SEOUL, South Korea — About 13,000 striking workers occupied the nation's largest shipyard today, and some of them torched cars, destroyed office equipment and attacked a tourist hotel.
Hundreds of other strikes continued around the country after one striking shipyard worker became the second fatality of two months of labor turmoil.
Striking taxi drivers who reached a pay raise agreement in Seoul returned to work late today, but a strike leader was reported in serious condition after setting himself on fire in a dispute with management.
Daewoo, the nation's No. 2 auto maker, remained closed for the ninth day.
About 13,000 workers at Hyundai Heavy Industries Co. occupied the shipyard in the southern city of Ulsan after an overnight vigil at a nearby stadium to press their demands for pay raises and other benefits.
Strikers destroyed windows, typewriters, copying machines and other furniture in the shipyard's main office. They set two cars and a bus on fire and blocked a six-lane highway outside.
"Raise our pay!" the workers chanted.
All but 200 left the shipyard by nightfall, and no injuries or arrests were reported, officials said.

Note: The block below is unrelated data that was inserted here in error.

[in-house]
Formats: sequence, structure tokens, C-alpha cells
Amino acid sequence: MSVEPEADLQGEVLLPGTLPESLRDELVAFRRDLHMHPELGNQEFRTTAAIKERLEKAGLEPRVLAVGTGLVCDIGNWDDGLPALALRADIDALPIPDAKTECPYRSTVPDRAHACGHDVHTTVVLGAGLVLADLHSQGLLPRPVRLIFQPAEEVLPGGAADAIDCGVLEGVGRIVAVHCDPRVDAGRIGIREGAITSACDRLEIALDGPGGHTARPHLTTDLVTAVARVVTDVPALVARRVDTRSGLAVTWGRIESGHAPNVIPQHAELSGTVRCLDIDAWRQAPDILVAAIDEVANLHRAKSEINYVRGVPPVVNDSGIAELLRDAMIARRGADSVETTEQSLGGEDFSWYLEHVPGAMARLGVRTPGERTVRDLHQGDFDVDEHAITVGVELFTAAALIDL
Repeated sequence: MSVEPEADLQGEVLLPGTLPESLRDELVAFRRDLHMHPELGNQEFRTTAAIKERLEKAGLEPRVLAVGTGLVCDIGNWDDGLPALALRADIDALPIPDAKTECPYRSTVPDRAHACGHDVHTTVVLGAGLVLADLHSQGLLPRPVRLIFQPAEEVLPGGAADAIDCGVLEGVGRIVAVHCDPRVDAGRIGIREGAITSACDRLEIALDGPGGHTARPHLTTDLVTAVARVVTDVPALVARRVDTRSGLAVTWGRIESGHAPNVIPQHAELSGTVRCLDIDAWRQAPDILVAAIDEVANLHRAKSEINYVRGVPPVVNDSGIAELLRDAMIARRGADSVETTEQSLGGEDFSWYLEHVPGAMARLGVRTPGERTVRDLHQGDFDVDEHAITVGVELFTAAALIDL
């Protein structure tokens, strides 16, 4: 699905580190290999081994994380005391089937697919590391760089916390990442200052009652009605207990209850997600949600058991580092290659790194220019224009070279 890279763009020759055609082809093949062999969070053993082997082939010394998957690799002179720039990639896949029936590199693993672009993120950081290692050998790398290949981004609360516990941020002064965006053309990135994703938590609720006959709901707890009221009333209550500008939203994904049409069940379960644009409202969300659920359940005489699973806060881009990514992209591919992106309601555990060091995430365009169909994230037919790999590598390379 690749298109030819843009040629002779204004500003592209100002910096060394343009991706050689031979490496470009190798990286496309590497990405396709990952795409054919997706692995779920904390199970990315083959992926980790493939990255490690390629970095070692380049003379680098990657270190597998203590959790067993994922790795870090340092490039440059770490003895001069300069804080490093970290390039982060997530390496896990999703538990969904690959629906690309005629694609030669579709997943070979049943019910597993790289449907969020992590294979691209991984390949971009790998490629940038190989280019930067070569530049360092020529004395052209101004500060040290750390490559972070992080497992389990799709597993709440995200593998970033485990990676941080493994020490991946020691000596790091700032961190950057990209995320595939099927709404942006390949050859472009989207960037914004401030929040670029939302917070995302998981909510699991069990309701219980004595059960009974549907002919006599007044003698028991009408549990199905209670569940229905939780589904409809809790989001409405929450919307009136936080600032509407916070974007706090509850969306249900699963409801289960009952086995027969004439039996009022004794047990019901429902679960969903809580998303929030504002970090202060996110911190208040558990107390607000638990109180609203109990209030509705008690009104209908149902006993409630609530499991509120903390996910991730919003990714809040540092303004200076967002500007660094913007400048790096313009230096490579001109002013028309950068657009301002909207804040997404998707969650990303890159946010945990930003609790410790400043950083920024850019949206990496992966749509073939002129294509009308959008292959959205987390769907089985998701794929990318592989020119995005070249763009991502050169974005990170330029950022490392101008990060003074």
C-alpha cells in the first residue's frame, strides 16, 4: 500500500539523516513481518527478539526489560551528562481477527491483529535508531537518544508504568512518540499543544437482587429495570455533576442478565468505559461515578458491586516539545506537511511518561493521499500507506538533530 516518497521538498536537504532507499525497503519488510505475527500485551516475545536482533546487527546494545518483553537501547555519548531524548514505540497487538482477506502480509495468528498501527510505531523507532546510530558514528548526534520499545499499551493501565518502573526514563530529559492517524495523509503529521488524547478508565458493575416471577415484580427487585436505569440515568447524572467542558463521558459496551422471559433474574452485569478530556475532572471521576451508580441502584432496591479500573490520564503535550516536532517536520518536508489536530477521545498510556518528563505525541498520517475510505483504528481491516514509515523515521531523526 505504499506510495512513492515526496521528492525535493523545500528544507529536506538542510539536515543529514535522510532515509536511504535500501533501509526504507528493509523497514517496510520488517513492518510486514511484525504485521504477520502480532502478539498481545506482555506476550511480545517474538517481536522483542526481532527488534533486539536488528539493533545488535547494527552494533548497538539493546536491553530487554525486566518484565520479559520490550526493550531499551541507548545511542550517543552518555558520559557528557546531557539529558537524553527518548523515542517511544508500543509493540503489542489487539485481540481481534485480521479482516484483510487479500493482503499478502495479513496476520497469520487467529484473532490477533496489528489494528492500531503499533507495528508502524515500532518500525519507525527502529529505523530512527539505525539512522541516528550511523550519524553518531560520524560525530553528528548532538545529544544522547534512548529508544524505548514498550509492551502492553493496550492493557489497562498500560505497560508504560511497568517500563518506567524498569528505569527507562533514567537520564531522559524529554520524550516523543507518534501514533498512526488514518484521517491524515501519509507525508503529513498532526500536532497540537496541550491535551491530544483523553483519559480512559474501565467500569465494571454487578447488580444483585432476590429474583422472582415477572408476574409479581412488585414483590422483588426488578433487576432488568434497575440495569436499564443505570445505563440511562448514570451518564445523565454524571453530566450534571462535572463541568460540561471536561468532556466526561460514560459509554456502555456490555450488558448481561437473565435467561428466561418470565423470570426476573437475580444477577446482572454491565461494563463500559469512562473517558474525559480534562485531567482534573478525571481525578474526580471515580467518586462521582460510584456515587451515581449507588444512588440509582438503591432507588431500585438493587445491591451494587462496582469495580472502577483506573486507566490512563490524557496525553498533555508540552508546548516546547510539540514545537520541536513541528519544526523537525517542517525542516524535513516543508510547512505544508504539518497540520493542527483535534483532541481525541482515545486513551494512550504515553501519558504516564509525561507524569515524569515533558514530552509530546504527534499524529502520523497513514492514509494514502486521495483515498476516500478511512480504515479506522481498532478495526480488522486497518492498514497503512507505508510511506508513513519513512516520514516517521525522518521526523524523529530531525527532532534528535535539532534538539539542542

About 500 workers attacked the Diamond Hotel, a tourist hotel across the street from the shipyard's main gate, but were repelled by riot police firing tear-gas.
All Korean and foreign guests staying at the 290-room hotel were asked to leave for security reasons.
Hundreds of senior Hyundai office workers and their families were evacuated from company apartments for fear of attack.
One striker, Chae Tae Chang, 45, was killed and four others were injured Wednesday night when they were run over by a truck near the public sports stadium in Ulsan. Police arrested the driver and said there was evidence that he had been drinking.
The first fatality of the strikes came on Aug. 22, when shipyard worker Lee Suk Kyu was killed in the southern port of Koje island in a clash between strikers and police.